Written in the wake of his wife's death, it begins with the line "No one ever told me grief felt so like fear." Grief, for Lewis, isn't something that affects simply the emotions, nor is it a matter of the 'head and heart.' It is, rather, a whole-body affair, drawing the whole person into renegotiating the life after the loss of a loved one. It contains a raw exploration of the process of grief: one watches as a bereaved husband rages against the cosmos, cries out to the supposedly good good, and then collapses into the arms of his loving creator. It is not a how-to book about grief. Instead, it is the offer of a gift of companionship, made by one of the great Christians of the 20th century, to walk with someone through the process of grief and loss.
One little section that struck me:
Talk to me about the truth of religion and I'll listen gladly. Talk to me about the duty of religion and I'll listen submissively. But don't come talking to me about the consolations of religion or I shall suspect that you don't understand.As my first semester of teaching draws to a close, I think that the final sentence quoted above encapsulates the central message I have tried to impart to my students. More than likely, I have not been successful in my endeavor, but I should like to think that if I have accomplished anything, it is that for all the things that Christianity asks of us, being consoled is not one of them.
Flannery O'Connor's character The Misfit in "A Good Man is Hard to Find" makes the theologically incisive remark that "Jesus thrown everything off balance." A true encounter with Jesus cannot but leave a person with a new orientation, a new set of values. Jesus turns our world on its head and challenges us to imagine how things could be, how things ought to be. The Christian religion is not meant to feel good about yourself. It means, rather, to confront us with a vision of what God intends for the world, it invites us to embark upon contributing to this vision, but it promises that if we commit ourselves to this project that we will suffer.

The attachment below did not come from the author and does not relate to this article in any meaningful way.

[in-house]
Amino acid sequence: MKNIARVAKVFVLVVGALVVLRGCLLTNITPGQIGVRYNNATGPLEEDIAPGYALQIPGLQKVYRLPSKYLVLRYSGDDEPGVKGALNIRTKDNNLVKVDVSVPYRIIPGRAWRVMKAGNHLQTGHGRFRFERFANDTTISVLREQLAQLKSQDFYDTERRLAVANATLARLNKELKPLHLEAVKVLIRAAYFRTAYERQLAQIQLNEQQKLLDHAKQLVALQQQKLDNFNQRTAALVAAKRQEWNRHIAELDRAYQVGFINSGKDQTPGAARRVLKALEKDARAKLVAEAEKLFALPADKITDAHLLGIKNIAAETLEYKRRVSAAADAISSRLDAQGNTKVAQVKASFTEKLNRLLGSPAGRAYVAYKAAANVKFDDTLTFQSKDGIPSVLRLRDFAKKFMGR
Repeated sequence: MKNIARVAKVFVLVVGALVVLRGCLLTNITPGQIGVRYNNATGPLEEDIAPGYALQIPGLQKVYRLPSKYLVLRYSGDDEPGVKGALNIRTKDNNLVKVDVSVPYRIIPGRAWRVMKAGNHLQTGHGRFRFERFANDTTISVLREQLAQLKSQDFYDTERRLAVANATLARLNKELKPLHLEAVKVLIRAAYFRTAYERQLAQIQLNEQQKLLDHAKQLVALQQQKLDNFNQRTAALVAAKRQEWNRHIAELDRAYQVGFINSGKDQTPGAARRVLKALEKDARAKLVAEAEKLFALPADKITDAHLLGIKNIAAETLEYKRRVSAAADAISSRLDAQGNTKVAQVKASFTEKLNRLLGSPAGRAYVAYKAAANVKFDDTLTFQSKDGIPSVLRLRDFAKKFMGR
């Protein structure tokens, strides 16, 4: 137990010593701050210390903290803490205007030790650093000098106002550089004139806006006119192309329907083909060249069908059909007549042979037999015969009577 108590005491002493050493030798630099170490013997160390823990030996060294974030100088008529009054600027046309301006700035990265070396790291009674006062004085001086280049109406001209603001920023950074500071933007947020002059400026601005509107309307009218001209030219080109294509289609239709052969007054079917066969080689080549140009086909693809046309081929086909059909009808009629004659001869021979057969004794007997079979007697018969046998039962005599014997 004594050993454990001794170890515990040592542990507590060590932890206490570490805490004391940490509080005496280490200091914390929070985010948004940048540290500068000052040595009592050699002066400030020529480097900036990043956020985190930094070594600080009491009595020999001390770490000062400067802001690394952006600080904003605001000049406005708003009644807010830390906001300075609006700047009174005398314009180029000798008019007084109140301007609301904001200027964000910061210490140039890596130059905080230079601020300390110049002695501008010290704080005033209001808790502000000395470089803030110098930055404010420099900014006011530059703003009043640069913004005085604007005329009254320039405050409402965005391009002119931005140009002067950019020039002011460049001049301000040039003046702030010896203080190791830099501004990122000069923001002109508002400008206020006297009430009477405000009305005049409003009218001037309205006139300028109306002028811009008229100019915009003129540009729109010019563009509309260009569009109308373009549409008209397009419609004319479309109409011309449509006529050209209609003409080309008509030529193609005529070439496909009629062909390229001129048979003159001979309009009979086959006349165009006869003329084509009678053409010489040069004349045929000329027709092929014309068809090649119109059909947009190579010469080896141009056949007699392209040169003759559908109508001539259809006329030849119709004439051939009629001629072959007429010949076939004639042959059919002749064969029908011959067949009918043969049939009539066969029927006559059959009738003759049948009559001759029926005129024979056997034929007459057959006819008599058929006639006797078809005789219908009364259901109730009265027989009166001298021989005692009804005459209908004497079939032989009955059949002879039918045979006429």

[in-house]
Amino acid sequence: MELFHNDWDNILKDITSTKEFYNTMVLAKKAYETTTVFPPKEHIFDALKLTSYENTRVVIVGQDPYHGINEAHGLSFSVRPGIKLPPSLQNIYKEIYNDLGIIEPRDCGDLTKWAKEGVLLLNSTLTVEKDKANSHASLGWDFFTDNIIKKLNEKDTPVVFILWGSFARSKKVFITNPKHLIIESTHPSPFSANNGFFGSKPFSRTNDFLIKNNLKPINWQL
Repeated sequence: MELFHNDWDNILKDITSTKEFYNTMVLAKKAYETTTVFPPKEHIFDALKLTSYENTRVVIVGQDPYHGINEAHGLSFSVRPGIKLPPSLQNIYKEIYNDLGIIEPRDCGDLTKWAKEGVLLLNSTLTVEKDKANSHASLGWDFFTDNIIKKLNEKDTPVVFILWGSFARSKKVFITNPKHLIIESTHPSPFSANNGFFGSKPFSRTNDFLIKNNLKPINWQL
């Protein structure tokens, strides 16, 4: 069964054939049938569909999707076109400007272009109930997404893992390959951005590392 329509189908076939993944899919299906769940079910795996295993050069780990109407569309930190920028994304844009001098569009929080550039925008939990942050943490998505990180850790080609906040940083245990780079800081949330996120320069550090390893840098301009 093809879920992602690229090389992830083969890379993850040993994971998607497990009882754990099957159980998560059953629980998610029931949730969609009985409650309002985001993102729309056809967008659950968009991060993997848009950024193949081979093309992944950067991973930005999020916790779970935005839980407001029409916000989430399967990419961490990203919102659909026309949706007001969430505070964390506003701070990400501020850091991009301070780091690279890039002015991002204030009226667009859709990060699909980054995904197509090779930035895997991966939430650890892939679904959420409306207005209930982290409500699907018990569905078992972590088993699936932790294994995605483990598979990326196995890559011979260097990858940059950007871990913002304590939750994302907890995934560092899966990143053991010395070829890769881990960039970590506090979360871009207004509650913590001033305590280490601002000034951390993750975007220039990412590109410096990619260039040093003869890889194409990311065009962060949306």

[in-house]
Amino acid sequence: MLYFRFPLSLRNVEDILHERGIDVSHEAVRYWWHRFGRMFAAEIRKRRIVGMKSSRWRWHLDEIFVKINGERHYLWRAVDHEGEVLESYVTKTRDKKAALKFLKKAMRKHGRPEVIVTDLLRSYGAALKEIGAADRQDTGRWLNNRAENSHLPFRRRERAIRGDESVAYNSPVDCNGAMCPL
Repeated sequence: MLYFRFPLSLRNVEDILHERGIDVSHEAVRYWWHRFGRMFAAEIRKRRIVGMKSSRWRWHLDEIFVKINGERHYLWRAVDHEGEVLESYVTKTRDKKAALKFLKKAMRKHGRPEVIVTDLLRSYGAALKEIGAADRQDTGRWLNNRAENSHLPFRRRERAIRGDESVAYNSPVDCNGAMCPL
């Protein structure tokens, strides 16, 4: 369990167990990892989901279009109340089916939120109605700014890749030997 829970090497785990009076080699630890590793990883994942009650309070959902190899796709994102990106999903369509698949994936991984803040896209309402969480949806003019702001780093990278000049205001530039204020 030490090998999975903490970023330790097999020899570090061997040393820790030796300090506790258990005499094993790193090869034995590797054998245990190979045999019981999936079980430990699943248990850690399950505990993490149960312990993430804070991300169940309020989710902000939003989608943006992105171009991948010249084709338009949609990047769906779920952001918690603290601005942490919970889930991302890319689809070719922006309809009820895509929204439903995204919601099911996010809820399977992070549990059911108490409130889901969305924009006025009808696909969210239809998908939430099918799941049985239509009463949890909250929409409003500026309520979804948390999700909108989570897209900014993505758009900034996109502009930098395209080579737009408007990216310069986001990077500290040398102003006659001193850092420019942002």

Or, as Father Canfield once put it, "You can't be a friend of Jesus and an enemy of the cross."
Christianity is not, and must not, be Marx's 'opium of the people.' If Christianity does not ask you to do something, if it does not ask you to commit to something, if it does not ask you to move beyond yourself...then it's not Christianity. If Christianity does not demand that you take a long, honest look at the world and say, "Is this what God wills for creation?" then you're not taking Christianity seriously.
Christianity is not a consoling religion. It is, I would say, profoundly pessimistic. It confronts us with the fallenness and brokenness of the world. It calls us to enter into this chaos. It tells us that we will suffer and that, quite probably, we will be crushed underneath the weight of sin and oppression. It tells us that if we will probably die without seeing the full flourishing of our labors.
Christianity is eminently realistic: life is hard is, the world is broken, and if you have enough courage to re-imagine the world in accordance with the Kingdom of God as preached and lived by Jesus, you will be crushed.
So why bother?
Because of the Resurrection. Belief in the resurrection proclaims that death is not the final answer, that life will conquer death, and good will triumph over evil. Even if the seeds I sow with my blood and my life do not burst open in my lifetime, I can have confidence that they will bloom in God's time. The resurrection does not deny that pain and suffering and evil are erased or that they do not exist: the Risen Jesus still bears the marks of the nails and spear.
The deeper I enter into companionship with Jesus, the more I commit myself to the Kingdom, the more I am dis-eased. Christianity, far from consoling me, confounds me: am I really being called to enter into a broken and sinful world that will, more than likely, break me as it has broken so many before me? I cannot deny that this is my calling, that this is my burden, that this is my grace. No cheap grace is this. It requires everything one has and then calls for more. Body, mind, heart, soul....and one's life.
If I have communicated something of this, if I have shared that Christianity, that Catholicism, is not simply a system of doctrine but, rather, the living commitment of a human person to defy the wisdom of the world and embrace the dark grace of the cross...then I have been true to my vocation. If my students are more open, or willing, or inspired to step toward the crucifixion that is promised to each committed Christian, then I will rejoice. If I have dispelled from them the false notion that religion is meant to be consoling and that it offers us an infinite challenge, then I will know that I have invited them to partake in the adventure of living faith.
Perhaps, then, it is this that is consoling: having made God the center of one's life and committed oneself to the Kingdom preached by Jesus Christ, no matter what befalls you, you have the confidence and courage to live out your vocation. Consolation isn't a banalized 'feeling good' but, rather, having the confidence that one is supported and sustained by God's Spirit. Consolation is the light of the Resurrection, piercing the darkness of the cross that awaits each of us, inviting us to live our our callings courageously, joyfully, confidently, and faithfully.